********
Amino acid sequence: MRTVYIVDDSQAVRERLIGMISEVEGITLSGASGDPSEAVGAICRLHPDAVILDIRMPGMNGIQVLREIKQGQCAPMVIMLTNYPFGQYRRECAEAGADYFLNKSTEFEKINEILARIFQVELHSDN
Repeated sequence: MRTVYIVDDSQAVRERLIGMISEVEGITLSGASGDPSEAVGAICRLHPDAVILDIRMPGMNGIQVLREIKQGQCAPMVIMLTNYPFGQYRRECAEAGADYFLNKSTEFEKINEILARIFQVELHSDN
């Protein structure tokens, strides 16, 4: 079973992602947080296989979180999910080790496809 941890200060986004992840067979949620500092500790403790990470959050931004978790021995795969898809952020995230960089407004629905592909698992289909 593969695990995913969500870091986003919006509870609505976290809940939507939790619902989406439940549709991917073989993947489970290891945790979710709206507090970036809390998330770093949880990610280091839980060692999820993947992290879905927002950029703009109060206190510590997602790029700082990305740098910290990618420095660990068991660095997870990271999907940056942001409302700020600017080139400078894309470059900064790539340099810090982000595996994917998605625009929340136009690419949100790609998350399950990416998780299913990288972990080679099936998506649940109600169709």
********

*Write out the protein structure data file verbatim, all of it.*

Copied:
Amino acid sequence: MRTVYIVDDSQAVRERLIGMISEVEGITLSGASGDPSEAVGAICRLHPDAVILDIRMPGMNGIQVLREIKQGQCAPMVIMLTNYPFGQYRRECAEAGADYFLNKSTEFEKINEILARIFQVELHSDN
Repeated sequence: MRTVYIVDDSQAVRERLIGMISEVEGITLSGASGDPSEAVGAICRLHPDAVILDIRMPGMNGIQVLREIKQGQCAPMVIMLTNYPFGQYRRECAEAGADYFLNKSTEFEKINEILARIFQVELHSDN
């Protein structure tokens, strides 16, 4: 079973992602947080296989979180999910080790496809 941890200060986004992840067979949620500092500790403790990470959050931004978790021995795969898809952020995230960089407004629905592909698992289909 593969695990995913969500870091986003919006509870609505976290809940939507939790619902989406439940549709991917073989993947489970290891945790979710709206507090970036809390998330770093949880990610280091839980060692999820993947992290879905927002950029703009109060206190510590997602790029700082990305740098910290990618420095660990068991660095997870990271999907940056942001409302700020600017080139400078894309470059900064790539340099810090982000595996994917998605625009929340136009690419949100790609998350399950990416998780299913990288972990080679099936998506649940109600169709």